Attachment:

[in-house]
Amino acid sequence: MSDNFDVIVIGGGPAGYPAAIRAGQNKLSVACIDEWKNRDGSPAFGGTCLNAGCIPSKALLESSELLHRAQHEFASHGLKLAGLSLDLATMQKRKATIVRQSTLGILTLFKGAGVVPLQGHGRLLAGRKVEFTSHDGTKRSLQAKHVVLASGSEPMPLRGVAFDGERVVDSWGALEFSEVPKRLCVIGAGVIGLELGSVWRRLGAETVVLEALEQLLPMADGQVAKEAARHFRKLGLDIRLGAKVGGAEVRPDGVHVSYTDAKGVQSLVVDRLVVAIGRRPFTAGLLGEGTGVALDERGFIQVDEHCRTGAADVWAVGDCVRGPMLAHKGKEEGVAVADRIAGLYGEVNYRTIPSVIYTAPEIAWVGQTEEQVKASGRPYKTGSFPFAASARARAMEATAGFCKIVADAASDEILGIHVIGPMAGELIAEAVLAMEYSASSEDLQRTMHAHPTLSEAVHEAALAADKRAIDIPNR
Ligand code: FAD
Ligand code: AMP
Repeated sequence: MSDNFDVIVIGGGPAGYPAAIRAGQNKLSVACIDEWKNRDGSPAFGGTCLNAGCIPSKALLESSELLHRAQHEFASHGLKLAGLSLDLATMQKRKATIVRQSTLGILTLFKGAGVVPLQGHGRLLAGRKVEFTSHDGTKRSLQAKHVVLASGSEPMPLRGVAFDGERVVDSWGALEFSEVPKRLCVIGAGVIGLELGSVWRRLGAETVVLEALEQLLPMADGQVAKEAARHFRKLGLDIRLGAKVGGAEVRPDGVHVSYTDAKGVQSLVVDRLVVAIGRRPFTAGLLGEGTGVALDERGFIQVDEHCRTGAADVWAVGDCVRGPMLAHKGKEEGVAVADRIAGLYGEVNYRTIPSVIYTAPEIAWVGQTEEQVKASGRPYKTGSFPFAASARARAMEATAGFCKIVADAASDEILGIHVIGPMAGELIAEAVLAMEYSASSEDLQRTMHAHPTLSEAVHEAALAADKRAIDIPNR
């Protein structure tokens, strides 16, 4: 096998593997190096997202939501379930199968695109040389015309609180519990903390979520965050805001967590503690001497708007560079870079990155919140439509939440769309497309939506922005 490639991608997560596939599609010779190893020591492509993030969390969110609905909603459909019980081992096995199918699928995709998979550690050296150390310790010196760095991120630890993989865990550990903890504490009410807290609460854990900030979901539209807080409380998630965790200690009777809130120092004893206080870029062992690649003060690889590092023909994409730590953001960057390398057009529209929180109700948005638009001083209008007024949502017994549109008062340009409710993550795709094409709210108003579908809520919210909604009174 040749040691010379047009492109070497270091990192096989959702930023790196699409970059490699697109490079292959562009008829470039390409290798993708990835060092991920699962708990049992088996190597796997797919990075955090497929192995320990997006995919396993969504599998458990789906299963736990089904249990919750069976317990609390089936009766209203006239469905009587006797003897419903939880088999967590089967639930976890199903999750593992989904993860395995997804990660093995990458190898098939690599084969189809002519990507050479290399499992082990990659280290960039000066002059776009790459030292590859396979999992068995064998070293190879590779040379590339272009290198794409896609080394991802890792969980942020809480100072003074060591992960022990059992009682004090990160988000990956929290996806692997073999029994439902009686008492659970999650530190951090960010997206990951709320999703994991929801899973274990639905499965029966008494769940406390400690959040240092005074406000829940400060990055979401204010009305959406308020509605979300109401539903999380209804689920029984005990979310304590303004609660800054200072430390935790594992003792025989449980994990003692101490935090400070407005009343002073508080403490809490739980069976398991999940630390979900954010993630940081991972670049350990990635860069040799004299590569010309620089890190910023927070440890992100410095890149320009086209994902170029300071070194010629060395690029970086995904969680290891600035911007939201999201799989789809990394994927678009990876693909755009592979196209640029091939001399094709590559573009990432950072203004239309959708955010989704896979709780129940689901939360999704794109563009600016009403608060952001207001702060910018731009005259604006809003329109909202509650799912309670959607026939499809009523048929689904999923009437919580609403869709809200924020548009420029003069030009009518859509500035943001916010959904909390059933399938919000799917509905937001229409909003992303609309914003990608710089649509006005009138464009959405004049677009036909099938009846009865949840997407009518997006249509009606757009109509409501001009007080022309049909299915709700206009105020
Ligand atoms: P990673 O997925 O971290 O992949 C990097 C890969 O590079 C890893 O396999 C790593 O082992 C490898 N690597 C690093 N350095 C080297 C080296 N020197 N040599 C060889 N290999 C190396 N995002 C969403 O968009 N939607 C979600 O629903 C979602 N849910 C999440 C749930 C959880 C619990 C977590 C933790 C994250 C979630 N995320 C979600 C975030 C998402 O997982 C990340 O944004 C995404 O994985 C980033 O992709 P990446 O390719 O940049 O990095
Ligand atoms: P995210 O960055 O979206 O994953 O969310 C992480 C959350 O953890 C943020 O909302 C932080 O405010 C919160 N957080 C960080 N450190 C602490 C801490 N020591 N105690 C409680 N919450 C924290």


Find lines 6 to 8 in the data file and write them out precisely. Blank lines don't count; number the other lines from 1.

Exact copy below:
């Protein structure tokens, strides 16, 4: 096998593997190096997202939501379930199968695109040389015309609180519990903390979520965050805001967590503690001497708007560079870079990155919140439509939440769309497309939506922005 490639991608997560596939599609010779190893020591492509993030969390969110609905909603459909019980081992096995199918699928995709998979550690050296150390310790010196760095991120630890993989865990550990903890504490009410807290609460854990900030979901539209807080409380998630965790200690009777809130120092004893206080870029062992690649003060690889590092023909994409730590953001960057390398057009529209929180109700948005638009001083209008007024949502017994549109008062340009409710993550795709094409709210108003579908809520919210909604009174 040749040691010379047009492109070497270091990192096989959702930023790196699409970059490699697109490079292959562009008829470039390409290798993708990835060092991920699962708990049992088996190597796997797919990075955090497929192995320990997006995919396993969504599998458990789906299963736990089904249990919750069976317990609390089936009766209203006239469905009587006797003897419903939880088999967590089967639930976890199903999750593992989904993860395995997804990660093995990458190898098939690599084969189809002519990507050479290399499992082990990659280290960039000066002059776009790459030292590859396979999992068995064998070293190879590779040379590339272009290198794409896609080394991802890792969980942020809480100072003074060591992960022990059992009682004090990160988000990956929290996806692997073999029994439902009686008492659970999650530190951090960010997206990951709320999703994991929801899973274990639905499965029966008494769940406390400690959040240092005074406000829940400060990055979401204010009305959406308020509605979300109401539903999380209804689920029984005990979310304590303004609660800054200072430390935790594992003792025989449980994990003692101490935090400070407005009343002073508080403490809490739980069976398991999940630390979900954010993630940081991972670049350990990635860069040799004299590569010309620089890190910023927070440890992100410095890149320009086209994902170029300071070194010629060395690029970086995904969680290891600035911007939201999201799989789809990394994927678009990876693909755009592979196209640029091939001399094709590559573009990432950072203004239309959708955010989704896979709780129940689901939360999704794109563009600016009403608060952001207001702060910018731009005259604006809003329109909202509650799912309670959607026939499809009523048929689904999923009437919580609403869709809200924020548009420029003069030009009518859509500035943001916010959904909390059933399938919000799917509905937001229409909003992303609309914003990608710089649509006005009138464009959405004049677009036909099938009846009865949840997407009518997006249509009606757009109509409501001009007080022309049909299915709700206009105020
Ligand atoms: P990673 O997925 O971290 O992949 C990097 C890969 O590079 C890893 O396999 C790593 O082992 C490898 N690597 C690093 N350095 C080297 C080296 N020197 N040599 C060889 N290999 C190396 N995002 C969403 O968009 N939607 C979600 O629903 C979602 N849910 C999440 C749930 C959880 C619990 C977590 C933790 C994250 C979630 N995320 C979600 C975030 C998402 O997982 C990340 O944004 C995404 O994985 C980033 O992709 P990446 O390719 O940049 O990095
Ligand atoms: P995210 O960055 O979206 O994953 O969310 C992480 C959350 O953890 C943020 O909302 C932080 O405010 C919160 N957080 C960080 N450190 C602490 C801490 N020591 N105690 C409680 N919450 C924290």